Back in early 2015, we took a look at what then seemed like a promising input device for use with VR, the 3DRudder. Now that device is available to the public, so we caught up with the company’s CEO, Stanislas Chesnais, to take a look at what makes the 3DRudder different from the other VR devices you’ll see in our coverage of CES 2018.
While VR continues to innovate on a variety of spaces, movement in virtual reality spaces is far from a solved problem. Some companies are packing computers right into the headsets to eliminate cables, others are tracking full body movement, some are even tracking your eyes and brain activity. This works great for some things, but 3DRudder aims to provide a solution that is more backward compatible with existing games.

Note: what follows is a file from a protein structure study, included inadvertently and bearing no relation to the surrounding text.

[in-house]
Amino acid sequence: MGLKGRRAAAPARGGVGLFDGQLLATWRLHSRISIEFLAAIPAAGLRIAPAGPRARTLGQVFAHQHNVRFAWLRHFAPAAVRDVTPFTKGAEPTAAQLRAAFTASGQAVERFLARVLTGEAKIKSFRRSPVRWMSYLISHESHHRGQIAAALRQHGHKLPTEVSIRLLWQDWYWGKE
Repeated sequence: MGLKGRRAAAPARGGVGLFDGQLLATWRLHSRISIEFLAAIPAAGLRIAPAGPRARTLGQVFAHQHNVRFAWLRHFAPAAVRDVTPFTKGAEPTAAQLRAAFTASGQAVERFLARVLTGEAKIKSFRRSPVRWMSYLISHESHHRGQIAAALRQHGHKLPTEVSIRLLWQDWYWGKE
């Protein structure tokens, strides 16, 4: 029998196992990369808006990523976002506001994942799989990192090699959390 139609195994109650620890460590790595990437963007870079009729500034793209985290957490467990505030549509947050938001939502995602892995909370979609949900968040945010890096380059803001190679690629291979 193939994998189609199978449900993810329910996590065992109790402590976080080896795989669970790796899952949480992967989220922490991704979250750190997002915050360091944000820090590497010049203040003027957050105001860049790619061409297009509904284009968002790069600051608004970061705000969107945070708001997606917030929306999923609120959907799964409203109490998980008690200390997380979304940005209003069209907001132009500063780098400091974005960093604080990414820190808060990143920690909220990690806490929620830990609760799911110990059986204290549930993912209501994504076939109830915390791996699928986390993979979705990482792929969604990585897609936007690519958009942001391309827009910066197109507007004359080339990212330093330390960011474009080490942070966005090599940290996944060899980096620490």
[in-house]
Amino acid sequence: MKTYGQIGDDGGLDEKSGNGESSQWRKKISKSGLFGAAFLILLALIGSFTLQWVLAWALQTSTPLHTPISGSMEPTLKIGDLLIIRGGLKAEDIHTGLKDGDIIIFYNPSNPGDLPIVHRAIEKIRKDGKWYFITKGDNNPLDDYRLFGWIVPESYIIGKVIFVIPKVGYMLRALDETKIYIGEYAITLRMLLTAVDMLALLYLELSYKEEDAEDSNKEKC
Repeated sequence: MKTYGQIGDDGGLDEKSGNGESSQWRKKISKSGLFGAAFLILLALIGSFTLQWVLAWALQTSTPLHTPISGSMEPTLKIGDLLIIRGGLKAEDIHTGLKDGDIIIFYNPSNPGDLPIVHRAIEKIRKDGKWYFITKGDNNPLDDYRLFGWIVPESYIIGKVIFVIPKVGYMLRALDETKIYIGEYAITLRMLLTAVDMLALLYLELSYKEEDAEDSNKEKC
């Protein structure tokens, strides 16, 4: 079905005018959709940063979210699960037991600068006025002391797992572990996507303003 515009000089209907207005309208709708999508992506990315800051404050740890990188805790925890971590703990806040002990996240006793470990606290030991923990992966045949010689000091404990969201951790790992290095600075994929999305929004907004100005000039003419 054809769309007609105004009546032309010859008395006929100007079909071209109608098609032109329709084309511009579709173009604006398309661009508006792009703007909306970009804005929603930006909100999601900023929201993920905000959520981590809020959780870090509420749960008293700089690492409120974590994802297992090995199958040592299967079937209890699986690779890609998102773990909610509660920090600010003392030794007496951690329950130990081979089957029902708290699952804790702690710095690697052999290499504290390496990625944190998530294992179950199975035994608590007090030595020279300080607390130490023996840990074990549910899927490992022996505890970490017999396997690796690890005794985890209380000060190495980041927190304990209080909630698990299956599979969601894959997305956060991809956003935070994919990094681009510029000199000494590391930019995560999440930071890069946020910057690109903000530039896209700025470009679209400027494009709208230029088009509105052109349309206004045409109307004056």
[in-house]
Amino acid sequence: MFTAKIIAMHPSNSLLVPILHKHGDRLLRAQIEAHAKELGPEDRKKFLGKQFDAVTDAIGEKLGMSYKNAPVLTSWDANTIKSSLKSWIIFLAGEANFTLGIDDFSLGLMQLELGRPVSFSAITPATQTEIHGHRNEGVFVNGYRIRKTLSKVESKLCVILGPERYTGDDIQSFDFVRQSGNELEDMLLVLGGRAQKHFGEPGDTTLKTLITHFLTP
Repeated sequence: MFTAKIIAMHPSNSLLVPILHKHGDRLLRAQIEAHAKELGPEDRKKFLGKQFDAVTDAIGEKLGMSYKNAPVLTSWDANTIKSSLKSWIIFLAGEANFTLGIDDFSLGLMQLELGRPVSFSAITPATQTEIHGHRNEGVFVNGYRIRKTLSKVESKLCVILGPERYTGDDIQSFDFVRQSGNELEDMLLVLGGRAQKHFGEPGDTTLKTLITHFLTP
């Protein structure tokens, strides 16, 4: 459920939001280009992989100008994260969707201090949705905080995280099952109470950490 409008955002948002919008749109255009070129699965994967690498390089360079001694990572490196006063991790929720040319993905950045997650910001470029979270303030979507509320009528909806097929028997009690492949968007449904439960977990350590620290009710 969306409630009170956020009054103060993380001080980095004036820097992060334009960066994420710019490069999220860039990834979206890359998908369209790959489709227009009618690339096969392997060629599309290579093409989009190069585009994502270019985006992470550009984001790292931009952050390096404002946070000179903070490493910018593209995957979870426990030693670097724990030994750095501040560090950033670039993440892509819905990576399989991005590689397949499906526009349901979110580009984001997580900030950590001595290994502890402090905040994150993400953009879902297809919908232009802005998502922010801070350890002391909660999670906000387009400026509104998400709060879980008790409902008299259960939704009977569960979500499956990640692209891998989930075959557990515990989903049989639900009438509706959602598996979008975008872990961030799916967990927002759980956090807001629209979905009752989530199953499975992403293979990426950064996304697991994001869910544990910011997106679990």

“The idea is that you want to move in VR, you want to have your hands free to shoot, grab, pull, whatever,” Chesnais told Digital Trends. “The idea of the 3DRudder is that it’s a simple device you put under your feet while sitting, and by tilting the device you move in the game.”
Essentially, you’re moving the directional pad or analog stick of a traditional controller to your feet, allowing your upper half to focus on aiming and shooting, or whatever you may be doing in the game. This sounds like it could be difficult to get used to, but when we got the chance to try 3DRudder for ourselves, we found it surprisingly easy to get used to. That you’re sitting while using the device could also help to alleviate some of the fatigue that some users experience with VR.
Along with the hardware, the 3DRudder comes with dashboard software that allows you to use it with existing games, including non-VR games. As one example, Counter-Strike: Global Offensive is supported, at least the spectator mode, allowing you to control your view of the match with your feet, leaving your hands free to type or take a sip of a drink. The software allows you to map keyboard keys to the 3DRudder controller as well.
The 3DRudder is available now, and retails for $140. To buy one or find out more information about just how it works and what games are supported, see the 3DRudder website.